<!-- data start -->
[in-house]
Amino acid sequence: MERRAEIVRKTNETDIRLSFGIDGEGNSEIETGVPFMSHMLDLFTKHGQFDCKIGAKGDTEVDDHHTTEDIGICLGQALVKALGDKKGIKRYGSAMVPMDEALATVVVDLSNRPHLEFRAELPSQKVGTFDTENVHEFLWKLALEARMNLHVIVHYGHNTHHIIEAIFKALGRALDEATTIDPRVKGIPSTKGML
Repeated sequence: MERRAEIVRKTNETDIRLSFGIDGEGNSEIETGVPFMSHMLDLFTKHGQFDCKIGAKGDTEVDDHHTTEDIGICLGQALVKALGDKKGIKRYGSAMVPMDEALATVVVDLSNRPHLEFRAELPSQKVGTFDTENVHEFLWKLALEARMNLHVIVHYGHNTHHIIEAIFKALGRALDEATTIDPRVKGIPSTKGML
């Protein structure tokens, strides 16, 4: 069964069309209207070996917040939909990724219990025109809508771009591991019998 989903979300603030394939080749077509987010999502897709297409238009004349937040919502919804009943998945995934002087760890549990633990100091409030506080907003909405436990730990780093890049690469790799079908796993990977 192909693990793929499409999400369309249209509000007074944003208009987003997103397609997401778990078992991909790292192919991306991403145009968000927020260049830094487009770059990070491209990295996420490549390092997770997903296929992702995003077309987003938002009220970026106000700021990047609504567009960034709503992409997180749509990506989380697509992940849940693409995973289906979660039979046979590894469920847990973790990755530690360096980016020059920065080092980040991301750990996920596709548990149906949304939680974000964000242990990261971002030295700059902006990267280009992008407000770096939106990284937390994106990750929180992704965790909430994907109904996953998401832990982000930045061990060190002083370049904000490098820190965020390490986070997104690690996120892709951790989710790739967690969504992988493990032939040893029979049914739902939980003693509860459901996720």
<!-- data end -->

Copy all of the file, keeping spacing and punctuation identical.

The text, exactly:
[in-house]
Amino acid sequence: MERRAEIVRKTNETDIRLSFGIDGEGNSEIETGVPFMSHMLDLFTKHGQFDCKIGAKGDTEVDDHHTTEDIGICLGQALVKALGDKKGIKRYGSAMVPMDEALATVVVDLSNRPHLEFRAELPSQKVGTFDTENVHEFLWKLALEARMNLHVIVHYGHNTHHIIEAIFKALGRALDEATTIDPRVKGIPSTKGML
Repeated sequence: MERRAEIVRKTNETDIRLSFGIDGEGNSEIETGVPFMSHMLDLFTKHGQFDCKIGAKGDTEVDDHHTTEDIGICLGQALVKALGDKKGIKRYGSAMVPMDEALATVVVDLSNRPHLEFRAELPSQKVGTFDTENVHEFLWKLALEARMNLHVIVHYGHNTHHIIEAIFKALGRALDEATTIDPRVKGIPSTKGML
């Protein structure tokens, strides 16, 4: 069964069309209207070996917040939909990724219990025109809508771009591991019998 989903979300603030394939080749077509987010999502897709297409238009004349937040919502919804009943998945995934002087760890549990633990100091409030506080907003909405436990730990780093890049690469790799079908796993990977 192909693990793929499409999400369309249209509000007074944003208009987003997103397609997401778990078992991909790292192919991306991403145009968000927020260049830094487009770059990070491209990295996420490549390092997770997903296929992702995003077309987003938002009220970026106000700021990047609504567009960034709503992409997180749509990506989380697509992940849940693409995973289906979660039979046979590894469920847990973790990755530690360096980016020059920065080092980040991301750990996920596709548990149906949304939680974000964000242990990261971002030295700059902006990267280009992008407000770096939106990284937390994106990750929180992704965790909430994907109904996953998401832990982000930045061990060190002083370049904000490098820190965020390490986070997104690690996120892709951790989710790739967690969504992988493990032939040893029979049914739902939980003693509860459901996720």